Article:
How Do I Look?! Women in the workplace x innovative products
Hansa Wongsiripitack 


Innovation and technology plays a big role to in making our lives better. At SXSW this year, there’s a raft of innovative prototypes on show that target a key demographic: working women. 

Today I visited Panasonic House @ SXSW, where they showcased a series of new products inspired by Panasonic’s young intrapreneurs under the company’s “Game Changer - Catapult” accelerator program. 

Their Social Appearance Coaching Device caught my eye. This has been developed to help train ‘social wellness’ to working women in order to make them be comfortable and confident in every situation. The device monitors verbal / non-verbal language so you can get a better understanding of your personality type and develop your communication skills. Then, you set a goal via a mobile app and get real-time feedback during the day, with prompts to work on weak points and updates on the progress you have made toward your personal goals. 

First-time SXSW participant Shiseido, meanwhile, has introduced Telebeauty, a supportive tool that would be very helpful for the mothers working from home. This real-time make up simulation app will link with Skype and allows women to ‘do’ makeup for a sudden online meeting with just one click. 


Further down the trade show floor, I came across Neko Electro, a furry bow headband with sensor and vibration that can help correct your posture for better health and appearance. When you are in the wrong posture, the ears will tip down and vibrate then will tip up when you adjust to the good posture. This project is under Todai to Texas (TTT) program run by The University of Tokyo as SXSW product showcase’s accelerator program.  

It might not be something I’d run out and buy, in its current ‘Kawaii’ form, but if they come out with a more sophisticated headband version, it might be useful reminder for working women who find themselves slouched over the keyboard all day as to watch their back!

I’m excited to see more innovative products created for diverse target groups; what’s more, I’m super happy to see more & more women her at south-by on trade show floor.   We need more girl power in tech, and it’s great to see a wide range of women participating in innovation and technology industry.  

How to unlock a creative culture to drive innovation
Gavin Lum

The primary responsibility of creation has traditionally fallen on the shoulders of the Creative Team, and they ultimately live and die by the work that they create. Other functions typically played a supporting role and usually focused on clearing the runway (account people), pointing out where the runway is (strategy) or helping them build the plane (production).

This is highly stressful for most creative teams; a creative director friend of mine once confessed that creative reviews made him feel like walking into a crowded room and exposing himself for criticism/approval.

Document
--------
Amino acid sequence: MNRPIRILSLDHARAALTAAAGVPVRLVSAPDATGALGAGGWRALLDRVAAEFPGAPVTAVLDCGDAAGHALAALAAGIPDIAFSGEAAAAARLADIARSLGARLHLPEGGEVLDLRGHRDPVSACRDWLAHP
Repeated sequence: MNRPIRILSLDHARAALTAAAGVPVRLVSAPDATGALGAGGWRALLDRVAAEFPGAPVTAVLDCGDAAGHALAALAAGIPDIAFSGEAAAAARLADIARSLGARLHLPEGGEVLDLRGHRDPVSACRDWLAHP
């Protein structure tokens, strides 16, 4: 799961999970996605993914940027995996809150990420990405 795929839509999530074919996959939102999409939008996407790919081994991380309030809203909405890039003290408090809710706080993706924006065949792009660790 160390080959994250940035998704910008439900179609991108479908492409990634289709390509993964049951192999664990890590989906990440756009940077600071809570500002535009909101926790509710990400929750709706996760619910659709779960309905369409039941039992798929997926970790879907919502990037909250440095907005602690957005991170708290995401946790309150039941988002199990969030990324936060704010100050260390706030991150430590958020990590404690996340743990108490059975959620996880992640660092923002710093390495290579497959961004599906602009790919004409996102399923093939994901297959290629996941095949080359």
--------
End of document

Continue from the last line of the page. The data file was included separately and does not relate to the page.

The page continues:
It’s time we share the responsibility because A) talent is impossible to find now (consider the elusive unicorn of a digital creative director) and B) I believe creativity can and should be taught—and we better start doing it now before it gets too late.

Rather than relegating all forms of creativity to just the creative team, how can we encourage the other departments to come together and work together to create and ideate together? 

In a powerful session at SXSW, “The Creative Difference: Teaching Innovation”, four pioneers in education across diverse industries came together to discuss the compelling need to groom generations of problem solvers and innovators.

The biggest takeaway is that human behaviours are shaped by the environment, and the key to unlocking a creative culture is to create the right conditions that encourage and breed creativity for anyone and everyone.

It is about changing the way we define success and failure and creating safe spaces for creativity because the road to creativity is peppered with failure.


By repositioning failure as an opportunity to learn, we make the process of ideation as fun as possible and acknowledge failure as a part of the process.  

This requires implementing a new system of reward and recognition (through all forms) to provide the motivation.

Next we need to create the physical spaces that allow for creativity to flow, be it seating arrangements, the furniture, walls, meeting rooms. We need to create sand boxes for people to play in, essentially safe spaces that allow people to explore. 

Some of the most creative companies out there are already actively pursuing these measures in order to elevate their creativity internally, and also attract more talent that enjoy being creative.

In another SXSW session, “Creating Space for Making in the Workplace”,  Alexandra (Airbnb), Ryan (Nike BRS Academy) Tim (Pinterest) and Patrick (IBM Design) shared their successes behind creating maker spaces within their companies, successfully breeding and fostering a creative mindset.

Each of them shared insights behind the creation of their respective maker spaces.


Airbnb has Common Studio 


Nike has Blue Ribbon Studio


IBM has its Make Lab

These are essentially just spaces that allow people to get away from their computers and just go and make something. These spaces give tools to everyone that allow them to see an immediate impact on their work. 

And really engages all of us to start rethinking our own contributions to the creative process and encourage even those that do not have ‘creative’ in their title to think, design and make something.

Conversations with a tomato
Alan Leong